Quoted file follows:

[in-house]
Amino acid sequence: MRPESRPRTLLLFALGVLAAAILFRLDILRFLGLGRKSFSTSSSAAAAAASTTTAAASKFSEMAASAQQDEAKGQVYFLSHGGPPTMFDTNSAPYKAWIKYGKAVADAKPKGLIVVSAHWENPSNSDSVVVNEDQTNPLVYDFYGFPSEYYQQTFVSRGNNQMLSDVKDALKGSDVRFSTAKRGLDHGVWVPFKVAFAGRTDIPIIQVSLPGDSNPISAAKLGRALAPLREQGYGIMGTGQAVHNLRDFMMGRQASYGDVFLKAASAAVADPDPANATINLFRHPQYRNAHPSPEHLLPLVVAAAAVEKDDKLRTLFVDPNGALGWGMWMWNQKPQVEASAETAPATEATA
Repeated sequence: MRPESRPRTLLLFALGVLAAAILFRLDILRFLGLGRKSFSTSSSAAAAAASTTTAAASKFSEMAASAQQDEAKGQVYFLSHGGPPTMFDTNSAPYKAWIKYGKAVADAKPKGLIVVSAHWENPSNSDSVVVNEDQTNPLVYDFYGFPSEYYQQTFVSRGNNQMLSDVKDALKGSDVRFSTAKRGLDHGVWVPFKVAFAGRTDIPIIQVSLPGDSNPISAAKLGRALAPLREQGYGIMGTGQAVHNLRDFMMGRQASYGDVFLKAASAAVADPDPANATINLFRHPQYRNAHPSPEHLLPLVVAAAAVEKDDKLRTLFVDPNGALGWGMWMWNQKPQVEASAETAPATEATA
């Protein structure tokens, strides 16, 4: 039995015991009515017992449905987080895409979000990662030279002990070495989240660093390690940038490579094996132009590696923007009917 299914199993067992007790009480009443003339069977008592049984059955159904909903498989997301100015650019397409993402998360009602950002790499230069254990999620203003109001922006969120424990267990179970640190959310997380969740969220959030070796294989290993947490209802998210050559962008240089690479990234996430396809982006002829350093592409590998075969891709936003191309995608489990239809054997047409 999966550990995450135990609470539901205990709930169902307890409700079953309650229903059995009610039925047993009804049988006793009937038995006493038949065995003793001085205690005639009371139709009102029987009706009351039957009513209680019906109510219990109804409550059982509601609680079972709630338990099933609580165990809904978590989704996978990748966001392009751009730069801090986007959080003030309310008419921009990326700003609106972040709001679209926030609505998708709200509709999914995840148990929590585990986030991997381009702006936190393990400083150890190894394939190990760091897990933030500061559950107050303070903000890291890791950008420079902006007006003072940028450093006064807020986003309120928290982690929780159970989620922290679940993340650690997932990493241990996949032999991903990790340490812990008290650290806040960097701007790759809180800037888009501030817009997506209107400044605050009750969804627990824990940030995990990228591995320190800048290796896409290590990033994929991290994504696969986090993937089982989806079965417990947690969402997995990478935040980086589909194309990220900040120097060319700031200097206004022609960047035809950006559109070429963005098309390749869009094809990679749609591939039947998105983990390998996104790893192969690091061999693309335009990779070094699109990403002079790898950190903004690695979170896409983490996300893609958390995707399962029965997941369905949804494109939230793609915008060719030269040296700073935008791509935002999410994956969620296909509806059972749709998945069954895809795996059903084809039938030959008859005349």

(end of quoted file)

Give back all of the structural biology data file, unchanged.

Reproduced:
[in-house]
Amino acid sequence: MRPESRPRTLLLFALGVLAAAILFRLDILRFLGLGRKSFSTSSSAAAAAASTTTAAASKFSEMAASAQQDEAKGQVYFLSHGGPPTMFDTNSAPYKAWIKYGKAVADAKPKGLIVVSAHWENPSNSDSVVVNEDQTNPLVYDFYGFPSEYYQQTFVSRGNNQMLSDVKDALKGSDVRFSTAKRGLDHGVWVPFKVAFAGRTDIPIIQVSLPGDSNPISAAKLGRALAPLREQGYGIMGTGQAVHNLRDFMMGRQASYGDVFLKAASAAVADPDPANATINLFRHPQYRNAHPSPEHLLPLVVAAAAVEKDDKLRTLFVDPNGALGWGMWMWNQKPQVEASAETAPATEATA
Repeated sequence: MRPESRPRTLLLFALGVLAAAILFRLDILRFLGLGRKSFSTSSSAAAAAASTTTAAASKFSEMAASAQQDEAKGQVYFLSHGGPPTMFDTNSAPYKAWIKYGKAVADAKPKGLIVVSAHWENPSNSDSVVVNEDQTNPLVYDFYGFPSEYYQQTFVSRGNNQMLSDVKDALKGSDVRFSTAKRGLDHGVWVPFKVAFAGRTDIPIIQVSLPGDSNPISAAKLGRALAPLREQGYGIMGTGQAVHNLRDFMMGRQASYGDVFLKAASAAVADPDPANATINLFRHPQYRNAHPSPEHLLPLVVAAAAVEKDDKLRTLFVDPNGALGWGMWMWNQKPQVEASAETAPATEATA
């Protein structure tokens, strides 16, 4: 039995015991009515017992449905987080895409979000990662030279002990070495989240660093390690940038490579094996132009590696923007009917 299914199993067992007790009480009443003339069977008592049984059955159904909903498989997301100015650019397409993402998360009602950002790499230069254990999620203003109001922006969120424990267990179970640190959310997380969740969220959030070796294989290993947490209802998210050559962008240089690479990234996430396809982006002829350093592409590998075969891709936003191309995608489990239809054997047409 999966550990995450135990609470539901205990709930169902307890409700079953309650229903059995009610039925047993009804049988006793009937038995006493038949065995003793001085205690005639009371139709009102029987009706009351039957009513209680019906109510219990109804409550059982509601609680079972709630338990099933609580165990809904978590989704996978990748966001392009751009730069801090986007959080003030309310008419921009990326700003609106972040709001679209926030609505998708709200509709999914995840148990929590585990986030991997381009702006936190393990400083150890190894394939190990760091897990933030500061559950107050303070903000890291890791950008420079902006007006003072940028450093006064807020986003309120928290982690929780159970989620922290679940993340650690997932990493241990996949032999991903990790340490812990008290650290806040960097701007790759809180800037888009501030817009997506209107400044605050009750969804627990824990940030995990990228591995320190800048290796896409290590990033994929991290994504696969986090993937089982989806079965417990947690969402997995990478935040980086589909194309990220900040120097060319700031200097206004022609960047035809950006559109070429963005098309390749869009094809990679749609591939039947998105983990390998996104790893192969690091061999693309335009990779070094699109990403002079790898950190903004690695979170896409983490996300893609958390995707399962029965997941369905949804494109939230793609915008060719030269040296700073935008791509935002999410994956969620296909509806059972749709998945069954895809795996059903084809039938030959008859005349």